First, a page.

By NOT spending the whole of my working life in academia, I’ve had the opportunity to read more of what I’ve wanted to read (not always having to read in order to regurgitate, er, I mean, “research”). Even teaching a few preps will limit one’s reading–especially if you care about your students and about teaching.
By NOT spending the whole of my working life in academia, I was able to go to academic conferences wherever and whenever I felt like it (which I regularly did), and I never had to feel I was “on the make” like so many of my pure-academic colleagues, new and old, tenured or not.
By NOT spending the whole of my working life in academia, I was able to learn much about the worlds of business and government, which, contrary to what so many in academia seem to think, are intellectually stimulating and potentially fulfilling. I had just as many great teachers–probably more, come to think of it–outside of academia than I had within. The engineers with whom I worked for a number of years, for instance, were at least as smart (and many were smarter) than my philosophical acquaintances, but with far fewer neuroses as a class.
By NOT spending the whole of my working life in academia, when I do teach (which I just started to do again after 11 years) I am much better able to help students learn about philosophy and even become more philosophical themselves, as I am better able than many of my pure-academic peers to do something other than the only thing they have ever known to do: take tests, write footnoted papers, get grades, and more or less reproduce themselves–none of which most students–even those in the Ivies–care for very much, and which has little to do with philosophy and much to do with “schooling.”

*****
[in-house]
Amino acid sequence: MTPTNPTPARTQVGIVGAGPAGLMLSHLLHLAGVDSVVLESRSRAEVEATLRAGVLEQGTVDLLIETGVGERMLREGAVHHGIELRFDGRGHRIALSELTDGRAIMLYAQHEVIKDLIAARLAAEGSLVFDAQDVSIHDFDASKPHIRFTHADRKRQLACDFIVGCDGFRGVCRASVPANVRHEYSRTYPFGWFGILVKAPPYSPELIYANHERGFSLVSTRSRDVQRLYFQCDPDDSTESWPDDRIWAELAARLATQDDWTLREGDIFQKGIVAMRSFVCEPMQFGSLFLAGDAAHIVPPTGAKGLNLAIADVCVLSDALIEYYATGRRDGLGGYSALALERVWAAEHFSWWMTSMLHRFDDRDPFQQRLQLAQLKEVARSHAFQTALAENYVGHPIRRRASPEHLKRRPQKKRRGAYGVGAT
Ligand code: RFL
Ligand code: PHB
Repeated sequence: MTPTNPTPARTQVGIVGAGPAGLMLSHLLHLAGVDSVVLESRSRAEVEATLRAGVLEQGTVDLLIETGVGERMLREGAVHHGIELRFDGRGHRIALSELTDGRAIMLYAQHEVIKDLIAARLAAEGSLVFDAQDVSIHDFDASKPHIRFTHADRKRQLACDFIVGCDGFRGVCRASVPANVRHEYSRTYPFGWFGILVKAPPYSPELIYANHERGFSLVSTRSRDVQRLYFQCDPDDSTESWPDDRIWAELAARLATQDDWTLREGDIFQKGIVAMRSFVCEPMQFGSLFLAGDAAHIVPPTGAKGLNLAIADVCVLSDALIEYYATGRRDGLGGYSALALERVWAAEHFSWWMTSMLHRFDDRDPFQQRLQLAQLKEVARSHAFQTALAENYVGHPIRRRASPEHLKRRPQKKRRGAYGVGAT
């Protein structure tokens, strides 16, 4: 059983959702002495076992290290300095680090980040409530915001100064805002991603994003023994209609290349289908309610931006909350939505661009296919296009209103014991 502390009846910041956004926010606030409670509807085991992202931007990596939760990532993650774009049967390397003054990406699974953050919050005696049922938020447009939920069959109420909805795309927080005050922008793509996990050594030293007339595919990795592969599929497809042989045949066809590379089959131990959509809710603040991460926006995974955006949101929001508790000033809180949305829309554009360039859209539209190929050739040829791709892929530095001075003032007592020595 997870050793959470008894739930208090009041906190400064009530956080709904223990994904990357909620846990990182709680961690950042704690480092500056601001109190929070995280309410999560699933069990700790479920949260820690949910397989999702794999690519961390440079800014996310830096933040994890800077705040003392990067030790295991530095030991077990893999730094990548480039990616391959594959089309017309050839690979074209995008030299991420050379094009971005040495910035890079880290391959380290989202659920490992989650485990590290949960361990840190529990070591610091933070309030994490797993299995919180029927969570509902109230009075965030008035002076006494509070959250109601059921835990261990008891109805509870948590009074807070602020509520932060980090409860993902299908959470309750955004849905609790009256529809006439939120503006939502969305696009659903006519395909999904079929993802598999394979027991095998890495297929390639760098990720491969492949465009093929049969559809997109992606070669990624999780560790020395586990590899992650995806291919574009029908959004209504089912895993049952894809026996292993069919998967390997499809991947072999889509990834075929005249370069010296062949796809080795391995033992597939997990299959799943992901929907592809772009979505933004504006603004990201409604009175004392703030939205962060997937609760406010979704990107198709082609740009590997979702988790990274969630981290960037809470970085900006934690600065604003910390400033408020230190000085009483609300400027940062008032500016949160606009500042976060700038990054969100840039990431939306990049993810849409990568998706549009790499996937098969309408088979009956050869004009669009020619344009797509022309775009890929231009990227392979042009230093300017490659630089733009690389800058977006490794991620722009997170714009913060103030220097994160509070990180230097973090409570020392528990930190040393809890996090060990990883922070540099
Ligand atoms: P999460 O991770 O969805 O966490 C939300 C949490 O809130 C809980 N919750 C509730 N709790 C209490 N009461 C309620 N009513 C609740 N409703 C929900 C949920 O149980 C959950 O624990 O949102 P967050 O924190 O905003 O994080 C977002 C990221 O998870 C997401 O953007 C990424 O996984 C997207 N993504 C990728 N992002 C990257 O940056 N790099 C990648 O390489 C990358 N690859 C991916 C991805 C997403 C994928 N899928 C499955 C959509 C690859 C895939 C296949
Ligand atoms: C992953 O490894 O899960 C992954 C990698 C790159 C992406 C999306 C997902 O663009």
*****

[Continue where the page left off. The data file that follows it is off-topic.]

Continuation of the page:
By NOT spending the whole of my working life in academia, I realize just how little professional philosophy sometimes has to do with philosophy–as even almost all of the discussion in this thread indicate (all about amenities of life, personal relationships, professional trappings, bruised egos, dashed hopes, etc., etc.).
Look, lets be honest with ourselves. What we all want–qua philosophers–is to be able to read about, think about, write about, and (occasionally) to talk about exactly what we want to talk about as much of the time as possible and to be paid (a lot of) money to do it. Some people–but not all–are able to achieve this goal within academia. Some people–but not all–will fail BECAUSE they have an academic job with 4 sections and three preps semester in and semester out, and they don’t care about teaching and they’re no good at it anyway, and there are endless faculty meetings, committees, etc. And–and this is what you most need to know–some people can SUCCEED in this aim just because they are OUTSIDE of academia. You do not need to teach in an educational institution to be a philosopher. You do not need to publish in an arcane philosophical journal to be a philosopher. You do not need to constantly pursue tenure to be a philosopher. For most of the history of our “profession” it wasn’t one! And you don’t have to be in a big city or in the mountains (although, I admit, you have to be somewhere!). You don’t have to be rich (I’m certainly not). You just have to know how to handle distractions. Having your loved ones unhappy is a terrible distraction (as having them happy is a wonderful boon to the peace you need to think.) Pick a place to live that makes you and them happy–rural or urban or in between. Having always to think about the bills is a terrible distraction. Feeling angry and bitter is a terrible distraction. And sometimes, academia can be the biggest distraction of all (and much more dangerous and devastating as it is not recognized to be such).